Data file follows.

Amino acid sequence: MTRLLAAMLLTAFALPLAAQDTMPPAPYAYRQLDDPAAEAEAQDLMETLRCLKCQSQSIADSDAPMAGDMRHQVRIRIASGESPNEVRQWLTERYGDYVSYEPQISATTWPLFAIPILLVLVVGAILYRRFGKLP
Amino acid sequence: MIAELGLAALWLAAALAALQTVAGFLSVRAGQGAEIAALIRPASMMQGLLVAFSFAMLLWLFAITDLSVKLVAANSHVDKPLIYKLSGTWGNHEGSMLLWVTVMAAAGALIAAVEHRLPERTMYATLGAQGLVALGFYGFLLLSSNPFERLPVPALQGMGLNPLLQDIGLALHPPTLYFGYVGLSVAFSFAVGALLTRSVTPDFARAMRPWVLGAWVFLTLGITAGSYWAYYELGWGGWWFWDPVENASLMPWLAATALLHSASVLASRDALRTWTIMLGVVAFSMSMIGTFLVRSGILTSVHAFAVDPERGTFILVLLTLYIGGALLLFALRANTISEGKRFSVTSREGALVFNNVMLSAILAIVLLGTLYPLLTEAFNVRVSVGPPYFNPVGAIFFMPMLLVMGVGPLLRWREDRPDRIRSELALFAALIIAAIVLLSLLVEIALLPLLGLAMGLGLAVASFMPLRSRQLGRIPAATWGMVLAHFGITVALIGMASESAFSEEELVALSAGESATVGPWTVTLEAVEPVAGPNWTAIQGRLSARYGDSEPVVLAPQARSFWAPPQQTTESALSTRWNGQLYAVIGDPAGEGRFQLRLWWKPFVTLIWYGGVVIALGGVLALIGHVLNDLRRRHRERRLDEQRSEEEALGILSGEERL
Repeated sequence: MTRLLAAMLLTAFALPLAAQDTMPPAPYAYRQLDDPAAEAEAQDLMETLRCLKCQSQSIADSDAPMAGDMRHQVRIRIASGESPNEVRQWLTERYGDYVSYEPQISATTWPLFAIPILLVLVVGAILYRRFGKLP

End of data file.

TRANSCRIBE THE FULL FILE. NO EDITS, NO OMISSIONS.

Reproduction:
Amino acid sequence: MTRLLAAMLLTAFALPLAAQDTMPPAPYAYRQLDDPAAEAEAQDLMETLRCLKCQSQSIADSDAPMAGDMRHQVRIRIASGESPNEVRQWLTERYGDYVSYEPQISATTWPLFAIPILLVLVVGAILYRRFGKLP
Amino acid sequence: MIAELGLAALWLAAALAALQTVAGFLSVRAGQGAEIAALIRPASMMQGLLVAFSFAMLLWLFAITDLSVKLVAANSHVDKPLIYKLSGTWGNHEGSMLLWVTVMAAAGALIAAVEHRLPERTMYATLGAQGLVALGFYGFLLLSSNPFERLPVPALQGMGLNPLLQDIGLALHPPTLYFGYVGLSVAFSFAVGALLTRSVTPDFARAMRPWVLGAWVFLTLGITAGSYWAYYELGWGGWWFWDPVENASLMPWLAATALLHSASVLASRDALRTWTIMLGVVAFSMSMIGTFLVRSGILTSVHAFAVDPERGTFILVLLTLYIGGALLLFALRANTISEGKRFSVTSREGALVFNNVMLSAILAIVLLGTLYPLLTEAFNVRVSVGPPYFNPVGAIFFMPMLLVMGVGPLLRWREDRPDRIRSELALFAALIIAAIVLLSLLVEIALLPLLGLAMGLGLAVASFMPLRSRQLGRIPAATWGMVLAHFGITVALIGMASESAFSEEELVALSAGESATVGPWTVTLEAVEPVAGPNWTAIQGRLSARYGDSEPVVLAPQARSFWAPPQQTTESALSTRWNGQLYAVIGDPAGEGRFQLRLWWKPFVTLIWYGGVVIALGGVLALIGHVLNDLRRRHRERRLDEQRSEEEALGILSGEERL
Repeated sequence: MTRLLAAMLLTAFALPLAAQDTMPPAPYAYRQLDDPAAEAEAQDLMETLRCLKCQSQSIADSDAPMAGDMRHQVRIRIASGESPNEVRQWLTERYGDYVSYEPQISATTWPLFAIPILLVLVVGAILYRRFGKLP